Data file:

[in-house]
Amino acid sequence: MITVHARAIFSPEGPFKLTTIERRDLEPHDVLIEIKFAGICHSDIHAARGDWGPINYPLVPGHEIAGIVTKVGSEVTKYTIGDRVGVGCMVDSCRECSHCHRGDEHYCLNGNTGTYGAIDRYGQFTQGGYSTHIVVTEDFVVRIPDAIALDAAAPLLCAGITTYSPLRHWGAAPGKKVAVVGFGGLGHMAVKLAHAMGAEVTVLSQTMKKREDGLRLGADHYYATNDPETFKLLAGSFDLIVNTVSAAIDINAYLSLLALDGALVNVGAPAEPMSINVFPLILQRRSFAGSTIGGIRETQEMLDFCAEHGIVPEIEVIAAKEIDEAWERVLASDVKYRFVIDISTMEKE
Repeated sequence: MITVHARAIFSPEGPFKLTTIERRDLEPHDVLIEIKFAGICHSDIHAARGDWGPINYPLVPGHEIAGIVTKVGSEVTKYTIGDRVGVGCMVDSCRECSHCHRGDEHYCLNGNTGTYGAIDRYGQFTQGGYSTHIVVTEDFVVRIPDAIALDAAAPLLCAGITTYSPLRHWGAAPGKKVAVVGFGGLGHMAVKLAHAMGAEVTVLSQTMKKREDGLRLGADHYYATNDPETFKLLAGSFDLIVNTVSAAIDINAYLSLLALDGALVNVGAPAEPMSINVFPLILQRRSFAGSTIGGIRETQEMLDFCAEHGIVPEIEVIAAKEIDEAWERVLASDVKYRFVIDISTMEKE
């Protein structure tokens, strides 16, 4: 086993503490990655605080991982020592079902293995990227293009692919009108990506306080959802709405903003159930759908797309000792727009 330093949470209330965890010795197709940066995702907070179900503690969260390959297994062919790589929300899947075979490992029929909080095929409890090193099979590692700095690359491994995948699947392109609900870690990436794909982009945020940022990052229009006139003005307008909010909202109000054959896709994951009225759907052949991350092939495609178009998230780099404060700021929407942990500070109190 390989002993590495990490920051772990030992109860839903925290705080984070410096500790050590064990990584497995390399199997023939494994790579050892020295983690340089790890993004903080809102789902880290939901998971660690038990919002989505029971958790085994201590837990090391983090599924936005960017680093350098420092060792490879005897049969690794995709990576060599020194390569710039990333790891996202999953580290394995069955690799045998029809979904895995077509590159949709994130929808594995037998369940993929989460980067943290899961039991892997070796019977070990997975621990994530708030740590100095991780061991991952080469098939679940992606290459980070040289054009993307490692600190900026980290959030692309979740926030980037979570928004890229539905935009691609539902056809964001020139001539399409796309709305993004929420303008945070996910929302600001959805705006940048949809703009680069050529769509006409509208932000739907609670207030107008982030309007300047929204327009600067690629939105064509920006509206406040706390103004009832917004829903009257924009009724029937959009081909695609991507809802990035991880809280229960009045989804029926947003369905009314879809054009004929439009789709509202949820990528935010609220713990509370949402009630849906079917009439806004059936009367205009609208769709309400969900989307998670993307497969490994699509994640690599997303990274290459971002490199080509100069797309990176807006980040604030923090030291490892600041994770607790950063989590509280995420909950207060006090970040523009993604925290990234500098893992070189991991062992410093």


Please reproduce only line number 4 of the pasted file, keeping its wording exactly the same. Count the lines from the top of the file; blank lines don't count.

């Protein structure tokens, strides 16, 4: 086993503490990655605080991982020592079902293995990227293009692919009108990506306080959802709405903003159930759908797309000792727009 330093949470209330965890010795197709940066995702907070179900503690969260390959297994062919790589929300899947075979490992029929909080095929409890090193099979590692700095690359491994995948699947392109609900870690990436794909982009945020940022990052229009006139003005307008909010909202109000054959896709994951009225759907052949991350092939495609178009998230780099404060700021929407942990500070109190 390989002993590495990490920051772990030992109860839903925290705080984070410096500790050590064990990584497995390399199997023939494994790579050892020295983690340089790890993004903080809102789902880290939901998971660690038990919002989505029971958790085994201590837990090391983090599924936005960017680093350098420092060792490879005897049969690794995709990576060599020194390569710039990333790891996202999953580290394995069955690799045998029809979904895995077509590159949709994130929808594995037998369940993929989460980067943290899961039991892997070796019977070990997975621990994530708030740590100095991780061991991952080469098939679940992606290459980070040289054009993307490692600190900026980290959030692309979740926030980037979570928004890229539905935009691609539902056809964001020139001539399409796309709305993004929420303008945070996910929302600001959805705006940048949809703009680069050529769509006409509208932000739907609670207030107008982030309007300047929204327009600067690629939105064509920006509206406040706390103004009832917004829903009257924009009724029937959009081909695609991507809802990035991880809280229960009045989804029926947003369905009314879809054009004929439009789709509202949820990528935010609220713990509370949402009630849906079917009439806004059936009367205009609208769709309400969900989307998670993307497969490994699509994640690599997303990274290459971002490199080509100069797309990176807006980040604030923090030291490892600041994770607790950063989590509280995420909950207060006090970040523009993604925290990234500098893992070189991991062992410093």